Runners who struggle with tightness, cramping, or pain in their lower legs while running are willing to try pretty much anything to alleviate their symptoms. One popular solution is running in compression socks or tights. Benefits like increased blood flow, improved circulation, prevention of cramps, and improved recovery are espoused by manufacturers of compression garments. But why wear compression socks?
Compression gear has been clinically proven to help with recovery (that is, when worn after a hard run or race) by improving oxygen flow, increasing blood flow, and improving circulation. Medical professionals have used compression gear for bed-ridden patients to prevent blood clots and improve circulation for decades, so it stands to reason that athletes would similarly benefit. Do compression socks help? The jury is still out on using compression socks duringathletic pursuits.
Do compression socks for athletes work? Evidence seems to be anecdotal at best. Of more than fifteen studies conducted on the effects of compression gear during performance, three have shown a benefit to wearing the gear on the run. However, many runners swear by compression gear as their “secret weapon” for race day. Because the majority of studies conducted do not use a control subject, it is impossible to tell whether any increase in performance can be attributed to the socks themselves or to a placebo effect – namely, people run faster because they think they can.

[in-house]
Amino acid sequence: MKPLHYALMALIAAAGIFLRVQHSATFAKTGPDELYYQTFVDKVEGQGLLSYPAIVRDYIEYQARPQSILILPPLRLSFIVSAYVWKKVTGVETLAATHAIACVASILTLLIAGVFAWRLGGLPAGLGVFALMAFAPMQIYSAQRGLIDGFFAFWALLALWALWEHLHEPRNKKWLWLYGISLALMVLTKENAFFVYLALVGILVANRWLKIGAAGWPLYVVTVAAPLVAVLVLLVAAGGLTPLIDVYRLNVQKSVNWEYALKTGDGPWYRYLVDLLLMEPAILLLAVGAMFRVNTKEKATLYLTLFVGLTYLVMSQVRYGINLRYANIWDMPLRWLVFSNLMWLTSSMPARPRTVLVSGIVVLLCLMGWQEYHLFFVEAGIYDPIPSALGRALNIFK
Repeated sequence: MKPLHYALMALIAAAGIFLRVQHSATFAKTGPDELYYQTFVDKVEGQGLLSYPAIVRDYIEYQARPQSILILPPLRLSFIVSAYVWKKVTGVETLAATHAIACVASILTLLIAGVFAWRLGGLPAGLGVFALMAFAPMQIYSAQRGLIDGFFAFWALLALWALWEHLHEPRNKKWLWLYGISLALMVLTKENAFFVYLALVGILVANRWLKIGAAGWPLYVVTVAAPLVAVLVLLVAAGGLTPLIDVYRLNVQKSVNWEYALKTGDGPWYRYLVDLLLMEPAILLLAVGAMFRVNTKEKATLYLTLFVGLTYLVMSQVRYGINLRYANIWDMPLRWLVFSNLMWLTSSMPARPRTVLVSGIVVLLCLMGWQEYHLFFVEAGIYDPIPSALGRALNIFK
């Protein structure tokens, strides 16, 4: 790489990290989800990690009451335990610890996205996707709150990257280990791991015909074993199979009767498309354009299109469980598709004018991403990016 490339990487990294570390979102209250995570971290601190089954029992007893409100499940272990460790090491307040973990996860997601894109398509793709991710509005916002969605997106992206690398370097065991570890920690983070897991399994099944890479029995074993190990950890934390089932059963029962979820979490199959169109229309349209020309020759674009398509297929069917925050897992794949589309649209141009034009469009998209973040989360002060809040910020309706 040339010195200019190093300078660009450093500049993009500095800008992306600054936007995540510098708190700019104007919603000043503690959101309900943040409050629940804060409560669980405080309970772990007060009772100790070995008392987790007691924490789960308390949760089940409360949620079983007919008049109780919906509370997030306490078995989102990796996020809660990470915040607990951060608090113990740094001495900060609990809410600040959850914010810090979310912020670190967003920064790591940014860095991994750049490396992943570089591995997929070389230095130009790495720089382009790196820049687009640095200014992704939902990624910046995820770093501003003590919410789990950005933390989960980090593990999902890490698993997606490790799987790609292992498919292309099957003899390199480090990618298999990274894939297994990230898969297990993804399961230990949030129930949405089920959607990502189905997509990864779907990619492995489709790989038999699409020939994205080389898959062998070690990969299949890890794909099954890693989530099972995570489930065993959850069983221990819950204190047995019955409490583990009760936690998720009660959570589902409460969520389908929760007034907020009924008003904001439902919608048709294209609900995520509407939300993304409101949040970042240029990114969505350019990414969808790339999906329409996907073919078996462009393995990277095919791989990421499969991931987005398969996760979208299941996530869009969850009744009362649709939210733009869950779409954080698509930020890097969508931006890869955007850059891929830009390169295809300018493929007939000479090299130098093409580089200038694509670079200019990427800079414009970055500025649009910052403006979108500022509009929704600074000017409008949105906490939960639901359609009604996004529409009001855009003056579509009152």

Whether people actually run faster while wearing compression gear or not, it does seem that wearing the gear both during and after exercise can improve recovery and help runners “bounce back” from tough workouts more quickly. While compression gear may not help you run faster, it may very well help you recover faster. If you struggle with lower leg pain or have a hard time recovering from hard workouts, they could be worth a try!
Feetures Knee High Compression are fully graduated, meaning they start out with a greater amount of compression at the ankle and gradually get looser up the calf. This graduation is meant to help promote blood flow back towards the heart and thus help promote faster recovery.